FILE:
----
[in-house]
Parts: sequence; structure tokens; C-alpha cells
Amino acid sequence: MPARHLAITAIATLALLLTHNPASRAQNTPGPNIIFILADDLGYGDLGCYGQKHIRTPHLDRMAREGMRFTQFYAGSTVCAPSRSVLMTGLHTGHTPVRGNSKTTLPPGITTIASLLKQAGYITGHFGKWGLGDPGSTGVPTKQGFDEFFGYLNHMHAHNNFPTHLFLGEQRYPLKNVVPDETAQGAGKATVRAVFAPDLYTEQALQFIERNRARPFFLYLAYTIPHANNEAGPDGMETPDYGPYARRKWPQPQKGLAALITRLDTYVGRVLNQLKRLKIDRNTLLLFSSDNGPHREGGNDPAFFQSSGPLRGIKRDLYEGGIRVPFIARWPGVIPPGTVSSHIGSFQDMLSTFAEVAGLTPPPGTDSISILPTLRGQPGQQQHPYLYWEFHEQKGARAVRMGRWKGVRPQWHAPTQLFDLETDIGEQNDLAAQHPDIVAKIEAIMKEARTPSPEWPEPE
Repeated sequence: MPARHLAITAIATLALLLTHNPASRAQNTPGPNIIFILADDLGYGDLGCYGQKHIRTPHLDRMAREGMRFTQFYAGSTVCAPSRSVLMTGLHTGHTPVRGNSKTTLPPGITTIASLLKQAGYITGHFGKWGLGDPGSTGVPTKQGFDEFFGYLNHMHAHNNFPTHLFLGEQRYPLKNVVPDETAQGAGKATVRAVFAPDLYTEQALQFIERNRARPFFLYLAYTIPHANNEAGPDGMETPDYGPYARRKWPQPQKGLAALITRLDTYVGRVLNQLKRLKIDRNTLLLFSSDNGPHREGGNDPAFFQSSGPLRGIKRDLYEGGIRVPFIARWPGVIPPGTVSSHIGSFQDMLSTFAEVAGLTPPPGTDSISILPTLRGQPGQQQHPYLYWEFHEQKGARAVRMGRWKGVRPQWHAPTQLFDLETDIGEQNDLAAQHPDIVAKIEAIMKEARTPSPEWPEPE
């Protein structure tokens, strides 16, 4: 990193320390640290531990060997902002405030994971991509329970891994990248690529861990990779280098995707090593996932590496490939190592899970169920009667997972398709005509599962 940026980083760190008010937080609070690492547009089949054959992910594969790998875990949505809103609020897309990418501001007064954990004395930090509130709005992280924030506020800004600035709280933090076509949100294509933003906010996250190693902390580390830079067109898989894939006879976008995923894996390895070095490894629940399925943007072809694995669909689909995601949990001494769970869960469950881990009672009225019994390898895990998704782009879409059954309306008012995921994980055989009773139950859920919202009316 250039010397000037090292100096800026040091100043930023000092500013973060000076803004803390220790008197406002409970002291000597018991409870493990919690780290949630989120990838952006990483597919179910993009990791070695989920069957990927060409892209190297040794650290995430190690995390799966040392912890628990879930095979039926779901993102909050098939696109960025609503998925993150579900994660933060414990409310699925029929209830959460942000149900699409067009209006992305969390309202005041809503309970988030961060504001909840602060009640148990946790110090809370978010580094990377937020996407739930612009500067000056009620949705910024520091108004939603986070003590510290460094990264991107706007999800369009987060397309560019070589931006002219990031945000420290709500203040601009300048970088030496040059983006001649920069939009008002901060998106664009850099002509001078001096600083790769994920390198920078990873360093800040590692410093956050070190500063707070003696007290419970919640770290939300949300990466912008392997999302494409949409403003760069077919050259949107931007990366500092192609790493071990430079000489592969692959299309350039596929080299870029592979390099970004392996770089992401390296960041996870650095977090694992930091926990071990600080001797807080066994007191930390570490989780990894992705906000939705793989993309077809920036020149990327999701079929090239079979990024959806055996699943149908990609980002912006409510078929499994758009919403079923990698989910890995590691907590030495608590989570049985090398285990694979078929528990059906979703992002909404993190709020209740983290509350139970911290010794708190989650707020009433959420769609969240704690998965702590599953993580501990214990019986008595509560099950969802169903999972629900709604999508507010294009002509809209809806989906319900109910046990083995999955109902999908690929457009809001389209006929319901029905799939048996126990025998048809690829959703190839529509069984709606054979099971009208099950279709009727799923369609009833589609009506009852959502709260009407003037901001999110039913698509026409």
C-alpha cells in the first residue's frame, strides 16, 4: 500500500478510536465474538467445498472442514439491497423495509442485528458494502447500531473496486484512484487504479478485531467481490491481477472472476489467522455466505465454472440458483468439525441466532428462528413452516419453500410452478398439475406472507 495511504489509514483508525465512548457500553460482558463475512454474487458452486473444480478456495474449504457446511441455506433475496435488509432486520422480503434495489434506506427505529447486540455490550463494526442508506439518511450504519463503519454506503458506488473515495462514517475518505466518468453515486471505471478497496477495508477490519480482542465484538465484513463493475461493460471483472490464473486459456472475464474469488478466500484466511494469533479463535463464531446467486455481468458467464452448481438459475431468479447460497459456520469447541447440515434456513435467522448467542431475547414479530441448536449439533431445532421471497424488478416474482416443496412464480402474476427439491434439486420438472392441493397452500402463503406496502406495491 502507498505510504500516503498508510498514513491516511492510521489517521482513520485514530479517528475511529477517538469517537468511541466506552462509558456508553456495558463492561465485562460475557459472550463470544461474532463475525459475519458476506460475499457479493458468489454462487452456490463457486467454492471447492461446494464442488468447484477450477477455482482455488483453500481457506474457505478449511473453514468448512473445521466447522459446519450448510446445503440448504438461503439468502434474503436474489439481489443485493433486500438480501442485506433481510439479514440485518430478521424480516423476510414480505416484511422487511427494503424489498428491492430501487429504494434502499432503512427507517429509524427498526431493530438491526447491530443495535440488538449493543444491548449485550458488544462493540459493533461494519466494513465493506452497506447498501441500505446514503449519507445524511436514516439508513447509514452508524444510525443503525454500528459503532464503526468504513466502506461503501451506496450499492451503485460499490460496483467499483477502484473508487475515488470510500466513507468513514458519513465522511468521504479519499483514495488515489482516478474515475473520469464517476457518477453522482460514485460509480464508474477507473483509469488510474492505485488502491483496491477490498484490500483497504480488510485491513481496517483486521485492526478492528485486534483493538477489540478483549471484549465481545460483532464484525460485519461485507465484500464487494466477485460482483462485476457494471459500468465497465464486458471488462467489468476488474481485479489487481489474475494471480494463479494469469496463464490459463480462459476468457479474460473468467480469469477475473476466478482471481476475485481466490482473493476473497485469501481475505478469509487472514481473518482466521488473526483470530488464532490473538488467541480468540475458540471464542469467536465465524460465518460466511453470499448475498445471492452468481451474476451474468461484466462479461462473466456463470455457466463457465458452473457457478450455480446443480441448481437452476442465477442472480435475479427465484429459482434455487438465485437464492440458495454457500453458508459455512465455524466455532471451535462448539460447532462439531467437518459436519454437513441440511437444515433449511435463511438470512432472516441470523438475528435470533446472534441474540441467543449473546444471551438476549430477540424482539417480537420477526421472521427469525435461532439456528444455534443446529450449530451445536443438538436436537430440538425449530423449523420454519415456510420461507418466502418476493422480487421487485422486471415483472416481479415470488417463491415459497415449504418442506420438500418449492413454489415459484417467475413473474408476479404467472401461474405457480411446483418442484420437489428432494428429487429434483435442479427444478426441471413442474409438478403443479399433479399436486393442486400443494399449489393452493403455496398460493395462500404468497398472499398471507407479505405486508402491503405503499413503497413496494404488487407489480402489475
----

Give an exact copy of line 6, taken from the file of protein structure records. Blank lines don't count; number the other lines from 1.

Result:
C-alpha cells in the first residue's frame, strides 16, 4: 500500500478510536465474538467445498472442514439491497423495509442485528458494502447500531473496486484512484487504479478485531467481490491481477472472476489467522455466505465454472440458483468439525441466532428462528413452516419453500410452478398439475406472507 495511504489509514483508525465512548457500553460482558463475512454474487458452486473444480478456495474449504457446511441455506433475496435488509432486520422480503434495489434506506427505529447486540455490550463494526442508506439518511450504519463503519454506503458506488473515495462514517475518505466518468453515486471505471478497496477495508477490519480482542465484538465484513463493475461493460471483472490464473486459456472475464474469488478466500484466511494469533479463535463464531446467486455481468458467464452448481438459475431468479447460497459456520469447541447440515434456513435467522448467542431475547414479530441448536449439533431445532421471497424488478416474482416443496412464480402474476427439491434439486420438472392441493397452500402463503406496502406495491 502507498505510504500516503498508510498514513491516511492510521489517521482513520485514530479517528475511529477517538469517537468511541466506552462509558456508553456495558463492561465485562460475557459472550463470544461474532463475525459475519458476506460475499457479493458468489454462487452456490463457486467454492471447492461446494464442488468447484477450477477455482482455488483453500481457506474457505478449511473453514468448512473445521466447522459446519450448510446445503440448504438461503439468502434474503436474489439481489443485493433486500438480501442485506433481510439479514440485518430478521424480516423476510414480505416484511422487511427494503424489498428491492430501487429504494434502499432503512427507517429509524427498526431493530438491526447491530443495535440488538449493543444491548449485550458488544462493540459493533461494519466494513465493506452497506447498501441500505446514503449519507445524511436514516439508513447509514452508524444510525443503525454500528459503532464503526468504513466502506461503501451506496450499492451503485460499490460496483467499483477502484473508487475515488470510500466513507468513514458519513465522511468521504479519499483514495488515489482516478474515475473520469464517476457518477453522482460514485460509480464508474477507473483509469488510474492505485488502491483496491477490498484490500483497504480488510485491513481496517483486521485492526478492528485486534483493538477489540478483549471484549465481545460483532464484525460485519461485507465484500464487494466477485460482483462485476457494471459500468465497465464486458471488462467489468476488474481485479489487481489474475494471480494463479494469469496463464490459463480462459476468457479474460473468467480469469477475473476466478482471481476475485481466490482473493476473497485469501481475505478469509487472514481473518482466521488473526483470530488464532490473538488467541480468540475458540471464542469467536465465524460465518460466511453470499448475498445471492452468481451474476451474468461484466462479461462473466456463470455457466463457465458452473457457478450455480446443480441448481437452476442465477442472480435475479427465484429459482434455487438465485437464492440458495454457500453458508459455512465455524466455532471451535462448539460447532462439531467437518459436519454437513441440511437444515433449511435463511438470512432472516441470523438475528435470533446472534441474540441467543449473546444471551438476549430477540424482539417480537420477526421472521427469525435461532439456528444455534443446529450449530451445536443438538436436537430440538425449530423449523420454519415456510420461507418466502418476493422480487421487485422486471415483472416481479415470488417463491415459497415449504418442506420438500418449492413454489415459484417467475413473474408476479404467472401461474405457480411446483418442484420437489428432494428429487429434483435442479427444478426441471413442474409438478403443479399433479399436486393442486400443494399449489393452493403455496398460493395462500404468497398472499398471507407479505405486508402491503405503499413503497413496494404488487407489480402489475